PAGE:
Blue crabs in downtown Dover and salty water nears Poughkeepsie
The drought of 1999 is causing more than frustration for farmers and homeowners in the eastern half of the country. Without fresh water to rinse out rivers and streams, salt water is creeping further up river in many areas. And that salt water is bringing with it a variety of new concerns for local resource managers.
USGS scientists who have been tracking this "saltwater encroachment" phenomenon are finding the increases in salinity are creating a host of unusual environmental issues. The data collected by the U.S. Geological Survey is being used by local decision-makers to inform and protect citizens.
"We've spotted crabs in the St. Jones River near our monitoring station in downtown Dover, Delaware," said USGS hydrologist Dan Soeder. "Crabs only like salt water, so you know that has to be salty water."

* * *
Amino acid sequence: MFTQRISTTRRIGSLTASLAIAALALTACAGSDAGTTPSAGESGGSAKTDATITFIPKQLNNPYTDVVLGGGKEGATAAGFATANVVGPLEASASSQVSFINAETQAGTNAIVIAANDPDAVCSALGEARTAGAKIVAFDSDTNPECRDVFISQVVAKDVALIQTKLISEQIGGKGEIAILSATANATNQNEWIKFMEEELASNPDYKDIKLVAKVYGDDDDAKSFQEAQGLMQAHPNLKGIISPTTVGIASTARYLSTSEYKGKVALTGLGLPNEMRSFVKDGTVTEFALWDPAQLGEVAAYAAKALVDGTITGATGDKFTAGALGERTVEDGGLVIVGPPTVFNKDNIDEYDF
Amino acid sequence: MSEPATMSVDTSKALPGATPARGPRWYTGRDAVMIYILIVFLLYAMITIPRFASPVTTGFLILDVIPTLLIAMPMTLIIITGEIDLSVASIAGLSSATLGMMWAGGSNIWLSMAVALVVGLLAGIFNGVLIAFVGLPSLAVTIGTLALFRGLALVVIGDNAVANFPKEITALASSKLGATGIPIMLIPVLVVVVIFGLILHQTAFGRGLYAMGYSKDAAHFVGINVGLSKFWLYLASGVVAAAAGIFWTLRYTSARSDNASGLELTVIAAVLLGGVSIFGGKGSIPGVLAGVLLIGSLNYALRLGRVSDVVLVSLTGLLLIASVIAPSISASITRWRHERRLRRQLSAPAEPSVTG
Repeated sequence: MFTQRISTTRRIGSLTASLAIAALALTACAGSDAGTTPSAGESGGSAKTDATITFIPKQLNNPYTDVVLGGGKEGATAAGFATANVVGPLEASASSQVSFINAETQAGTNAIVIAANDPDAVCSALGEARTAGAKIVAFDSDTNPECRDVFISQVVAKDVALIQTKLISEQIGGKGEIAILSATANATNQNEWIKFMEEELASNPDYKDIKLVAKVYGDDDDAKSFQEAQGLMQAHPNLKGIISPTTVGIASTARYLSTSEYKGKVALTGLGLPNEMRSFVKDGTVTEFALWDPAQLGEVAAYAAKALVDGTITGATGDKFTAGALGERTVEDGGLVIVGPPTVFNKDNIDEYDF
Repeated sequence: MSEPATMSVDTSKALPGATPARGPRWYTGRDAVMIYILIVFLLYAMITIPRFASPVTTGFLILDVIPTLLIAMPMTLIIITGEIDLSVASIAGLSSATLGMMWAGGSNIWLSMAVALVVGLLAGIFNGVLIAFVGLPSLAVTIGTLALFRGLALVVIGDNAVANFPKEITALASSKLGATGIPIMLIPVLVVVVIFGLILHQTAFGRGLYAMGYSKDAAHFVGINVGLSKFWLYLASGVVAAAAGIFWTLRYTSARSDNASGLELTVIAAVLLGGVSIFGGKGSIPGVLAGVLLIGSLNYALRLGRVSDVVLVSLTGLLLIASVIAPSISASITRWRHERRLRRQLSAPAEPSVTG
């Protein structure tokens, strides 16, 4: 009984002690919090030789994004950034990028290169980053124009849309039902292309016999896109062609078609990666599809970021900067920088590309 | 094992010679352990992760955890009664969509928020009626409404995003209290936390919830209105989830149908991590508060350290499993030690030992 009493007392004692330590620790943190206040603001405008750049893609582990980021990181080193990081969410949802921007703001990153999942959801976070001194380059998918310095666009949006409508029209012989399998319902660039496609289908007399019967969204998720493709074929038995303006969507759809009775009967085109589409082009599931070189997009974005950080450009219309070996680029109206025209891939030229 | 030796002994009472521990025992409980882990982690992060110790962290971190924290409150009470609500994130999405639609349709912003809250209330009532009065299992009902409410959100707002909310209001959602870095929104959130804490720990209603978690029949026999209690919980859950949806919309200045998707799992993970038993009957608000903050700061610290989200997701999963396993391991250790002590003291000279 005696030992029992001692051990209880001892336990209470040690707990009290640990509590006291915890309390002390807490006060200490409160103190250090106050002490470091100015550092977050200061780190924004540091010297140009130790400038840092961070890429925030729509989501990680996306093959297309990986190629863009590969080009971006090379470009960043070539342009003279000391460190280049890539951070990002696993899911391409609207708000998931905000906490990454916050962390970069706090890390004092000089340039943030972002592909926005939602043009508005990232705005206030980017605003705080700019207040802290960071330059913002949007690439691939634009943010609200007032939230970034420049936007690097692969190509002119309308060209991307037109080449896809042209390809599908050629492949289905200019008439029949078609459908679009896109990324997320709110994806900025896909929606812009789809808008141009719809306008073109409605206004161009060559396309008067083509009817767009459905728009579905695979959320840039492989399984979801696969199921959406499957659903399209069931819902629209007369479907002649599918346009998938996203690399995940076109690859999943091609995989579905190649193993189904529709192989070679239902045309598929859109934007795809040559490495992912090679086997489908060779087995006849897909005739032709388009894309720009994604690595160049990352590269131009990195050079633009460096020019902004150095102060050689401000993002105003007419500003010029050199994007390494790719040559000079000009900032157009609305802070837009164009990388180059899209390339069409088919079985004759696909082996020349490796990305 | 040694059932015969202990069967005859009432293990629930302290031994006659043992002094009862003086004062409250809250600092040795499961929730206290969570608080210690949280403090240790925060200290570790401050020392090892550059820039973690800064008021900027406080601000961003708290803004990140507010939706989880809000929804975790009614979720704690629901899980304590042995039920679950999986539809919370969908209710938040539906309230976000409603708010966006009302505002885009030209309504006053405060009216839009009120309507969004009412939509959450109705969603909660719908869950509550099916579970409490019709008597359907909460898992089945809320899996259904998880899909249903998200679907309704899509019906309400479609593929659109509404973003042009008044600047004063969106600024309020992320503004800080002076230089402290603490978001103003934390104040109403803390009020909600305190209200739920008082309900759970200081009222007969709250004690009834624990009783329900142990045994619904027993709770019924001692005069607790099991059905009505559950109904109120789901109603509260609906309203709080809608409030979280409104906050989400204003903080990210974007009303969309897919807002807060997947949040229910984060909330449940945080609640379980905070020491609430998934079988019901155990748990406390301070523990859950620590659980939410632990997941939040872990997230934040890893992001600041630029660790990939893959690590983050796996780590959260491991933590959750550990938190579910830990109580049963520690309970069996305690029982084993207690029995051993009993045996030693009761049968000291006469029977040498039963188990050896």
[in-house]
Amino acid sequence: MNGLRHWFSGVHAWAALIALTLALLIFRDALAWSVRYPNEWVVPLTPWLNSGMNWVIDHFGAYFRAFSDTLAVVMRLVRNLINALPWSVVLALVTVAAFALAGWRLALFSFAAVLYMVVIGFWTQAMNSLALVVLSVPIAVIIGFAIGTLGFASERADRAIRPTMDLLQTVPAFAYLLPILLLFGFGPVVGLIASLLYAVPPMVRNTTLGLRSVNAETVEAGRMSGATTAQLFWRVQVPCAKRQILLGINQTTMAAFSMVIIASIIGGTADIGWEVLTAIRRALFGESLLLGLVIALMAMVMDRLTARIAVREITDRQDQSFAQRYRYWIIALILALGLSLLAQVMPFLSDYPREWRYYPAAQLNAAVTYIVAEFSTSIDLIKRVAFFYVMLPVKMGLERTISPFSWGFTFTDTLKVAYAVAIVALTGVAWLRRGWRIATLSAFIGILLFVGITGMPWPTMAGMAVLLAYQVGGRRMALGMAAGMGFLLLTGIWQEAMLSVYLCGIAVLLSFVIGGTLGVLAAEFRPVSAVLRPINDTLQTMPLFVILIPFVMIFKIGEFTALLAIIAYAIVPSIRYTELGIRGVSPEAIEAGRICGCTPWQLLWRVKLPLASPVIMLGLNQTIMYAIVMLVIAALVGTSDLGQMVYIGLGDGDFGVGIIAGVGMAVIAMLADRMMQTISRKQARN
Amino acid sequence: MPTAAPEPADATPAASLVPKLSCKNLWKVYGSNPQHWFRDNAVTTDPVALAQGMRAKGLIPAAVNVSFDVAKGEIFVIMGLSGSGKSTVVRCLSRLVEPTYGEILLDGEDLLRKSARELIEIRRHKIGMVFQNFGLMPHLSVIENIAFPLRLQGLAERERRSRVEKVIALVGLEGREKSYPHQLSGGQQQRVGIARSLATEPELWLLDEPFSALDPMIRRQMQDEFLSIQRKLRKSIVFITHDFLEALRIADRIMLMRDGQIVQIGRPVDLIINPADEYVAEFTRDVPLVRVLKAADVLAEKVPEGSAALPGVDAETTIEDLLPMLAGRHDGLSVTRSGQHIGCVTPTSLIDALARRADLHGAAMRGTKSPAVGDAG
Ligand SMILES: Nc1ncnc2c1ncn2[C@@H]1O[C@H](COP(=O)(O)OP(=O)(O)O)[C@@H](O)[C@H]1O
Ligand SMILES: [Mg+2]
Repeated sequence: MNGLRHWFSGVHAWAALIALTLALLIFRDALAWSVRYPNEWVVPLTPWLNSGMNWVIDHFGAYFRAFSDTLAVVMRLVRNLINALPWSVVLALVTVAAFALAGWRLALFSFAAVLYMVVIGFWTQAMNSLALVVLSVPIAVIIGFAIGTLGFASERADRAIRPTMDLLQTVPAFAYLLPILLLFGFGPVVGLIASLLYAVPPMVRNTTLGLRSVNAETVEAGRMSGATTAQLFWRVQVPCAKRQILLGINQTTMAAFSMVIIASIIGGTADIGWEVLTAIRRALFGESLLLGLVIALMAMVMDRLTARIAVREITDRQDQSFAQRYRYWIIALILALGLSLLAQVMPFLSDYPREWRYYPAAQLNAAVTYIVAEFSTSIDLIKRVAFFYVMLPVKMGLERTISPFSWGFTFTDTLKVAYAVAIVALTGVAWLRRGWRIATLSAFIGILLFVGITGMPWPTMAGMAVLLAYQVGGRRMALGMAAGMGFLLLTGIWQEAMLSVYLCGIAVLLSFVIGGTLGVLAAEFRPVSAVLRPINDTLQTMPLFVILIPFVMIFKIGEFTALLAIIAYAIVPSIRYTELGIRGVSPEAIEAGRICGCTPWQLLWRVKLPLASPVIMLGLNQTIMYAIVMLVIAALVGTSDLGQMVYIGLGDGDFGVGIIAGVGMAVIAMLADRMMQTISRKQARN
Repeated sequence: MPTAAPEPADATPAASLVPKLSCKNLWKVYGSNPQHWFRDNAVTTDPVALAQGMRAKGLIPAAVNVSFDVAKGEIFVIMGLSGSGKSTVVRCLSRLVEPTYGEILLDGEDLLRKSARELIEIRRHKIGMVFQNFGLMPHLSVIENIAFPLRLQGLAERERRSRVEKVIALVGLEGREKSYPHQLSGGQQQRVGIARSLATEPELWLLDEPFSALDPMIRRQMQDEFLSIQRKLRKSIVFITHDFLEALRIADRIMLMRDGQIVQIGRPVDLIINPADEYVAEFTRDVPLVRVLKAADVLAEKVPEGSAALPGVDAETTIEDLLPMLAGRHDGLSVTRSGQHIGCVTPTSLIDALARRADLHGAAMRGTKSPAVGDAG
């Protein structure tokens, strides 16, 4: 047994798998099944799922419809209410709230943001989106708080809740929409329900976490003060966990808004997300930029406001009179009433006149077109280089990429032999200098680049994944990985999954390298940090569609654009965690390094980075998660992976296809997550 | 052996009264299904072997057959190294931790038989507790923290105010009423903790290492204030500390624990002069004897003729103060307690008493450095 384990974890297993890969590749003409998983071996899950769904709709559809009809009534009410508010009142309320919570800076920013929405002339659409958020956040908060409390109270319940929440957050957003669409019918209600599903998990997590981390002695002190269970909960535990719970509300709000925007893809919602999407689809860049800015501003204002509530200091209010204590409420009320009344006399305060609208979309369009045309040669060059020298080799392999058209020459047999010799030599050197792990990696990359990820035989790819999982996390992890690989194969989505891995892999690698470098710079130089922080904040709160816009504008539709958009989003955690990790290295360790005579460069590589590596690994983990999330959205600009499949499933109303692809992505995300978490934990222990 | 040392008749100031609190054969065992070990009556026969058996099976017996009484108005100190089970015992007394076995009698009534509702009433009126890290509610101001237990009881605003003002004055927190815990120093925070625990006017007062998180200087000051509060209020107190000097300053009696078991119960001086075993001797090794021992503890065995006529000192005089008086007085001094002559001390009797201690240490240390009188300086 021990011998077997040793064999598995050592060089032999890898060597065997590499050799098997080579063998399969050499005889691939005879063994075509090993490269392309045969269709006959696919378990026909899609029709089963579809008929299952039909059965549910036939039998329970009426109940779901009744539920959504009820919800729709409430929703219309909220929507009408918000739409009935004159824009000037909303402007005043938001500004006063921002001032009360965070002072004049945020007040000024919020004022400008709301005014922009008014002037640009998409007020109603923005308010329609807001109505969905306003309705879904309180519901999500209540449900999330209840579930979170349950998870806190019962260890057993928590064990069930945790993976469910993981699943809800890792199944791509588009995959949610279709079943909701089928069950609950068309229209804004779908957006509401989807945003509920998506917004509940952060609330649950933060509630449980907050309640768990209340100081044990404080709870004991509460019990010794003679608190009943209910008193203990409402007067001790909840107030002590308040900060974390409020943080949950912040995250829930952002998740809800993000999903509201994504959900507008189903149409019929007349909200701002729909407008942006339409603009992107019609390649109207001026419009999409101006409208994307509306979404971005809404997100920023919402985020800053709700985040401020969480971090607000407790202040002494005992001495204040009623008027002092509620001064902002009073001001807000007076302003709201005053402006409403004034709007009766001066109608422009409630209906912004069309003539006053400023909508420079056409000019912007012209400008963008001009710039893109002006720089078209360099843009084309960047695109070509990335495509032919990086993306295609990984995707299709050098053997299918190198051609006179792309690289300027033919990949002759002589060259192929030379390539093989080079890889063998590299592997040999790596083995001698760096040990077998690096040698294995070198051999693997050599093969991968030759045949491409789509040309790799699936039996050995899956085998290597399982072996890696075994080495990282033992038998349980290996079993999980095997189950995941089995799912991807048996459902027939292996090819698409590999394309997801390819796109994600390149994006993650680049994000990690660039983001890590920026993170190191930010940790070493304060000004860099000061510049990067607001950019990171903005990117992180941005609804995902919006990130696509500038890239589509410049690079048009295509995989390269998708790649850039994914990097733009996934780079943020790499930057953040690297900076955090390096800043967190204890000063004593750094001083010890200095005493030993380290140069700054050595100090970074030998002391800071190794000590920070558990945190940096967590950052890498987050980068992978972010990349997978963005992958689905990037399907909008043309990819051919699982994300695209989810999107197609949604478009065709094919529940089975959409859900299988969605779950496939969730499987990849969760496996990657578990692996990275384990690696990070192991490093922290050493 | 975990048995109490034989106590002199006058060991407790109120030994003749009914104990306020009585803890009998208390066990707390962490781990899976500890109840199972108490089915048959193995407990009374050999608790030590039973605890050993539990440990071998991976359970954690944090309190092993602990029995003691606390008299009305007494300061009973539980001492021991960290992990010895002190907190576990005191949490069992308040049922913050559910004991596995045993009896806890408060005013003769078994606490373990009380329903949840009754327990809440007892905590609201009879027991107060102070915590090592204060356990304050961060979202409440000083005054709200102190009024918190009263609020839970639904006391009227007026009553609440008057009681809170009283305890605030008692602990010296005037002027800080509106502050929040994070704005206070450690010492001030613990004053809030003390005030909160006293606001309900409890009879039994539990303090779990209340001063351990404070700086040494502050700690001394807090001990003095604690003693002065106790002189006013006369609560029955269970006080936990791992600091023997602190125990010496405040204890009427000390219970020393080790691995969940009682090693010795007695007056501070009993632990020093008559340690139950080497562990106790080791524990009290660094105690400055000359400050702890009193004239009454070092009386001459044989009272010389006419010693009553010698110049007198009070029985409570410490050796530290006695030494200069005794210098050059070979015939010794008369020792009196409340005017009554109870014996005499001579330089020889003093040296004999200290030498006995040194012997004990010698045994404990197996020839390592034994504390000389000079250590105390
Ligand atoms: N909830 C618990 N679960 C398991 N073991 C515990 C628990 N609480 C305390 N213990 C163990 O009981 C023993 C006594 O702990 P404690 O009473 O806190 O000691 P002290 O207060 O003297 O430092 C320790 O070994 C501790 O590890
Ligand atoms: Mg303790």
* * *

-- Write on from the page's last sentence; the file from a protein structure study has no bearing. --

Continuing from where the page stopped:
On another tidal stream in central Delaware, one farmer couldn't understand why corn, irrigated with what is usually fresh water from that stream, was wilting. Soeder said the USGS found salt content has been as high as 5,000 parts per million - one half that of ocean water.
"He had to stop using that water on his fields," Soeder said. "You don't want to salt your corn before you cook it."
Meanwhile, on the Hudson River, USGS scientists there have been tracking a different kind of salt problem - a slowly creeping salt front which is threatening water supplies in Poughkeepsie, N.Y., a city of about 30,000 located 75 miles north of New York City.
"The salt front is about five miles downstream of the water intakes for the Poughkeepsie water supply," said USGS hydrologist Ward Freeman. "Right now, it's standing still and water which is being pumped into the Hudson from area reservoirs is keeping the salt front at bay."